This case challenges the constitutionality of a Virginia statute that requires the automatic suspension of the driver’s licenses of people who fail to pay court fines and fees. No inquiry is ever made as to the defendants’ ability to pay. Reimbursement of the court-appointed lawyer’s services are also included in the fees. Licenses are only reinstated when the court debt is paid in full or when people are able to obtain a payment plan. A hefty down payment is required before being placed on a payment plan. Further, motorists must pay a reinstatement fee of $145.00. Nearly one million Virginians (approximately 1 in 6 drivers) currently have suspended licenses for failure to timely pay fines and fees, and from 2011-2015, Virginians were sentenced to 1.74 million days in jail for driving on a suspended license. The suspension hinders defendants from getting and keeping their jobs.
The district court dismissed the complaint in 2017, but the 4th Circuit Court of Appeals reversed and permitted plaintiffs to file an amended complaint. Plaintiffs filed an Amended Complaint in September 2018. The District Court heard plaintiffs’ motion for preliminary injunction on November 15, 2018.
On December 21, 2018, the Court granted Plaintiffs’ motion for a preliminary injunction, concluding that Plaintiffs were likely to succeed on the merits of their procedural due process claim because the Commissioner of Virginia’s Department of Motor Vehicles was suspending licenses without providing an opportunity for those drivers to be heard.
A driver’s license is a property interest protected by the Fourteenth Amendment. Once issued, it may not be taken away without affording a licensee procedural due process—notice and an opportunity to be heard. With respect to notice, the Court found that the notice provided was inadequate: at the time notice was provided, license suspension was merely a possibility; there was temporal disconnect, making it questionable as to whether the notice was actually notice or a “mere gesture”; and Plaintiffs lacked notice of an opportunity to present their objections. With respect to a hearing, the Court concluded that the law did not provide for any procedural hearing, let alone a meaningful hearing at a meaningful time, as required by due process. For these reasons, the Court found Plaintiffs were likely to succeed on the merits of their procedural due process claim.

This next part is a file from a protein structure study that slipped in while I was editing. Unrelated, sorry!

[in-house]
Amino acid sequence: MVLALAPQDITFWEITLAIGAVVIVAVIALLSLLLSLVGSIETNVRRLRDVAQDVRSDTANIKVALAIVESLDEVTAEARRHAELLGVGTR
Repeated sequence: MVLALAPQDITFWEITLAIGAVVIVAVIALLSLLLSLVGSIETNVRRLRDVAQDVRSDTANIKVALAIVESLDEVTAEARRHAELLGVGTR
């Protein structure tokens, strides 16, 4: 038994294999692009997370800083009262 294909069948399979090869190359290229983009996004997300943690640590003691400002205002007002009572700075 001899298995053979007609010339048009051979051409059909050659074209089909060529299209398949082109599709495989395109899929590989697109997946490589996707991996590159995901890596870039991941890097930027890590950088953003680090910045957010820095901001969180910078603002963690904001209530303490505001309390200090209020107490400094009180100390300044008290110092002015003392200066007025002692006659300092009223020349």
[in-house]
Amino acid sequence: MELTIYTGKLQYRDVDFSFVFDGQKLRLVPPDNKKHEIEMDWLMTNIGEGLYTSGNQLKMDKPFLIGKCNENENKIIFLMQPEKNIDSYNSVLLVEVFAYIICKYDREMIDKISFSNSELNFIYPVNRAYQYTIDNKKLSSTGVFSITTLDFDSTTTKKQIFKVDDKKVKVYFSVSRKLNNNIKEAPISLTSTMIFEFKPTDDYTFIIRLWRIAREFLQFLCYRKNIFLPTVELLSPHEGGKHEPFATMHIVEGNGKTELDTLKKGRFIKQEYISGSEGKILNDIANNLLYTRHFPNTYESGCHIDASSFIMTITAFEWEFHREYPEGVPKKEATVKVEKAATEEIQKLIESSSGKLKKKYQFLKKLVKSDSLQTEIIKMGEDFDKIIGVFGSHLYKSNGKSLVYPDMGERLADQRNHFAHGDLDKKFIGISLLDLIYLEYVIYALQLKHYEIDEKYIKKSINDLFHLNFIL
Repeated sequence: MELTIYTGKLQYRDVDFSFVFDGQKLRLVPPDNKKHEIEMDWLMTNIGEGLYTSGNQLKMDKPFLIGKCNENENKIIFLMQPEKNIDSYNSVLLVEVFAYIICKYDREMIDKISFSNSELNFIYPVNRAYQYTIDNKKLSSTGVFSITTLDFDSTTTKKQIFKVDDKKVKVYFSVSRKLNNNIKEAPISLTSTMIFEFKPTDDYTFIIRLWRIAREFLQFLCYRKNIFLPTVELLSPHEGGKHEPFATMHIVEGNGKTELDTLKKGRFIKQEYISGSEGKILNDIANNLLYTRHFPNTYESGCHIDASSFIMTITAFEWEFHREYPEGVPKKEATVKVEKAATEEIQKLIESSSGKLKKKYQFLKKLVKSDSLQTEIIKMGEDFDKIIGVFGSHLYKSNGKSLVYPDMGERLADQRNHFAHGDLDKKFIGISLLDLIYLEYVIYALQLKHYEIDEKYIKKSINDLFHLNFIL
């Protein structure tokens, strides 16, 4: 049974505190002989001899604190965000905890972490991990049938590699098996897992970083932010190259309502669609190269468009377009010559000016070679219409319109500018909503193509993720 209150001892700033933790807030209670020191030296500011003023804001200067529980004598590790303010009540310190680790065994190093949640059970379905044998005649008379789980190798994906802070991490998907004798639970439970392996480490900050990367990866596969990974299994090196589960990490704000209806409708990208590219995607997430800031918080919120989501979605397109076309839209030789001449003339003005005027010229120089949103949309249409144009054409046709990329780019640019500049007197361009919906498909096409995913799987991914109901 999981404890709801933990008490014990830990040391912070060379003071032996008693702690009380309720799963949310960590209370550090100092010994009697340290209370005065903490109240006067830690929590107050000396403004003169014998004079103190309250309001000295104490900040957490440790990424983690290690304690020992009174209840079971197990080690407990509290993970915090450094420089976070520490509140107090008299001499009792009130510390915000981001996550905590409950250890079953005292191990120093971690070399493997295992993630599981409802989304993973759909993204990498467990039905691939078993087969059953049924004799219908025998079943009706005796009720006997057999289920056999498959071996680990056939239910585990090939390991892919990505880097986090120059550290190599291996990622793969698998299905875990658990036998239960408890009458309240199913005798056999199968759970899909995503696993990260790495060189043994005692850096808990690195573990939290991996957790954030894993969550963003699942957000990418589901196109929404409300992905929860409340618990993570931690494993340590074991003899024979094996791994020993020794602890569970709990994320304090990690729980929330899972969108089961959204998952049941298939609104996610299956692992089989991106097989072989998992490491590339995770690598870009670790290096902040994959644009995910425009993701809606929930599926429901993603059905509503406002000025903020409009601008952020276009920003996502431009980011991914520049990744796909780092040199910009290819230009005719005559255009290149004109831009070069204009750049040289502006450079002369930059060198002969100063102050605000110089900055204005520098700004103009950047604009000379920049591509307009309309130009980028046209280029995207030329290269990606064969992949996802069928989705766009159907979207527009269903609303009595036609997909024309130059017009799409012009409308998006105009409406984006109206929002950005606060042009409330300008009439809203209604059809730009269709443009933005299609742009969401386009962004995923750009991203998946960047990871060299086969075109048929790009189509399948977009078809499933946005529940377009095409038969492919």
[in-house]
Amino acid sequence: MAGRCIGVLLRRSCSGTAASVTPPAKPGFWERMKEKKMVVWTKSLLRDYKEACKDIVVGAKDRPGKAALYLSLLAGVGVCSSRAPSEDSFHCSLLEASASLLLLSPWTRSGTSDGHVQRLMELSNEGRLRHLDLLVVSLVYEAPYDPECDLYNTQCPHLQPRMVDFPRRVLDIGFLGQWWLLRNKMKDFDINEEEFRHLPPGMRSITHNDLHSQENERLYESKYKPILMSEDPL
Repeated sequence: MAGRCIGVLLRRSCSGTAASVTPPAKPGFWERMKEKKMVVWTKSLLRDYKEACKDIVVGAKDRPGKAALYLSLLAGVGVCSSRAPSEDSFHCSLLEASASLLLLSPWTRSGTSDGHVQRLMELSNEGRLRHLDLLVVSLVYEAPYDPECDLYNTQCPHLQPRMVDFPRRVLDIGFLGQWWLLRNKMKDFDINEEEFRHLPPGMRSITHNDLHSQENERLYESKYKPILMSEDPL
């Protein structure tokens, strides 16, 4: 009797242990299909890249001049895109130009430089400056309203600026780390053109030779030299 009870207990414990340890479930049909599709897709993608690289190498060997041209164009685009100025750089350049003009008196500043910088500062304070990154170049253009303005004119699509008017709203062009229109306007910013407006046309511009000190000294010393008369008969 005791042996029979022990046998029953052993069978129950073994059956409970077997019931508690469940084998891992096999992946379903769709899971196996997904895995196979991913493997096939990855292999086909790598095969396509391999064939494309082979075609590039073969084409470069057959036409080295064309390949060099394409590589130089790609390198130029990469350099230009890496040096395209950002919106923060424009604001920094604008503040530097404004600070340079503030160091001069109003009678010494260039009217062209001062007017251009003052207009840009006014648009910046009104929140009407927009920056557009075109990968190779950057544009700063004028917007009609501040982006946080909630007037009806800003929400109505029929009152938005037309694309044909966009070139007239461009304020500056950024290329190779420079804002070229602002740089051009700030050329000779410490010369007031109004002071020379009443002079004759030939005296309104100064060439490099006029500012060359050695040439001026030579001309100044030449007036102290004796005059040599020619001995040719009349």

The Court further found that Plaintiffs were likely to suffer irreparable harm in the absence of preliminary relief—license suspensions made it impossible for people to carry out necessary tasks, attend medical appointments, maintain a steady job, etc. Only the restoration of Plaintiffs’ licenses and the prevention of further suspensions could redress these injuries. Finally, the Court found that the balancing of the equities and public interest weighed in favor of a preliminary injunction. The harm caused to Plaintiffs by the enforcement of the law outweighed Virginia’s interest in the collection of court fines and costs, which, in any event, were not furthered by a license suspension scheme that failed to consider an individual’s ability to pay and provide individuals with an opportunity to be heard.
On June 28, 2019, the Court denied the Commissioner’s motion to dismiss the case as moot, finding that the Budget Amendment, which temporarily eliminated enforcement of the statute pursuant to which drivers’ licenses were automatically suspended for failure to pay court fines and costs, neither rendered the case constitutionally moot nor prudentially moot. However, the Court granted the Commissioner’s motion to stay, allowing a stay to remain in effect until the 2020 Virginia General Assembly convenes and decides whether or not to repeal the law.
You can find a detailed summary and case documents via the Civil Rights Litigation Clearinghouse.